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Trésors d'Archives nº6 - We have long desired to have a home in the United States

T eventFriday, 22 September 2023

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For everything there is a season, and a time for every matter under heaven…” (Ecclesiastes 3,1): this quotation from the book of Ecclesiastes is very appropriate for the foundation of the United States. Indeed, in the Council’s Book, one can find proposals for foundations on this land before the foundation in 1919. The first concrete proposal was in November 1892. A friend of the Assumption asked the Archbishop of New York to welcome the Sisters of the Assumption, but there is no place in his diocese. He then made two suggestions: a foundation in the Diocese of Chicago or a foundation in the Diocese of Wilmington. In Wilmington, the bishop would agree to the arrival of the sisters and at the meeting of November 14, 1892, the Council approves unanimously the project to found in the United States.

Mary Eugenie herself wrote to the Archbishop of New York to thank him: "I cannot express to you how grateful we are… It was the object of our strong desires "She asks her interlocutor to help her discern the place: “I need a competent opinion to decide which of these proposals should be followed up... I also ask Your Grace to indicate to us the preliminary steps we will have to take.”  

Two days after, Marie Eugénie writes to Mother Marie Célestine (November 16th, 1892): “We have been invited for two foundations in America (USA). This is the country where it would be more advantageous for us to settle (…), because of the growing disorders in Europe. Then, she writes to Sister Marie Cécile: “We have been invited in America. Pray God to show us his will”.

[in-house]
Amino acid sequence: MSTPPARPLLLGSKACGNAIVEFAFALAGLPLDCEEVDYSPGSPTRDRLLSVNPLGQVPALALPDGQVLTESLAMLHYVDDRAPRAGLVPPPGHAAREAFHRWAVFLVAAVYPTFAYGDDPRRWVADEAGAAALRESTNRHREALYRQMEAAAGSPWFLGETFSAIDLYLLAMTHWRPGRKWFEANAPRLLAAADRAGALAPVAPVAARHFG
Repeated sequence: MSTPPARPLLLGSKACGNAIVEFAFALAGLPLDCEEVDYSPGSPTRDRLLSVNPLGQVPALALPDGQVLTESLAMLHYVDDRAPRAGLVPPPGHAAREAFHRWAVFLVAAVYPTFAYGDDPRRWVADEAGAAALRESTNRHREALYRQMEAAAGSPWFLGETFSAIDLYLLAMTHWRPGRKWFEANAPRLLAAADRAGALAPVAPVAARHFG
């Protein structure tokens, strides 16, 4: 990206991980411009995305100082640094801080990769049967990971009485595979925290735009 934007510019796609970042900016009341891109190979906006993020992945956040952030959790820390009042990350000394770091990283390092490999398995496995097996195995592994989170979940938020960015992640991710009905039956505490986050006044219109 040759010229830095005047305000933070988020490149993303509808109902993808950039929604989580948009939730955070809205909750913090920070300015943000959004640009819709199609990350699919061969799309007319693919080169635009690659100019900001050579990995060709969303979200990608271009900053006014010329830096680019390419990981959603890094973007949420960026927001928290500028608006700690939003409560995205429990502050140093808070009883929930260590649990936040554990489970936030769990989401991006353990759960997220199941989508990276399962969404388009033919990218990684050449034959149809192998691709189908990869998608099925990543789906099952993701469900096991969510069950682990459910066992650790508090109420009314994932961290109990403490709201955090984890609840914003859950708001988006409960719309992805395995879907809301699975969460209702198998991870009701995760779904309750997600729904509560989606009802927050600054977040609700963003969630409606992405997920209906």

On November 30th, the Archbishop will reply that the best place is Wilmington. And Marie Eugénie doesn’t hesitate to write to the Bishop of Wilmington: “A letter from the Archbishop of New York encourages me to ask Your Highness to choose our Congregation for the school in view of the higher education of young girls that Your Highness proposes to found in Wilmington. We have long desired to have a home in the United States; we will be deeply grateful for all that your Grace will do to facilitate this first foundation and we will be happy to place ourselves under his guidance.”

Disappointment… The Bishop will reply on January 3rd, 1893 that “the time has not yet come given the situation between Catholics and Protestants”.

It's only a postponement! In 1894, the Fathers of Mercy founded a school in the diocese of Trenton, New Jersey. They have to leave it because they don't have enough vocations. On 23rd June, the proposal was discussed by the General Council. Since the first opportunity in Wilmington, the Assumption founded in Nicaragua and it now seems difficult to found immediately in the United States. In addition, the authorization of the local bishop should be obtained. However, due to the difficult situation in Nicaragua (see Trésors d’Archives No. 4), the request is put on hold because the United States could be a place of withdrawal.

At the same time, in September 1894, Mother Agnes Eugénie passed through America on her way to Nicaragua. Recommended by an English friend who has committed herself to rent a house for the sisters in Newport for two years, she is received by the Bishop of Newport. The bishop says that there are already enough residential schools and that there is no place for another. He would authorize the opening of a worship house, with possibility of retreats for women, but another Congregation is already opening one. The bishop can only commit himself for two years. In fact, this proposal is not discussed in council because it is too uncertain.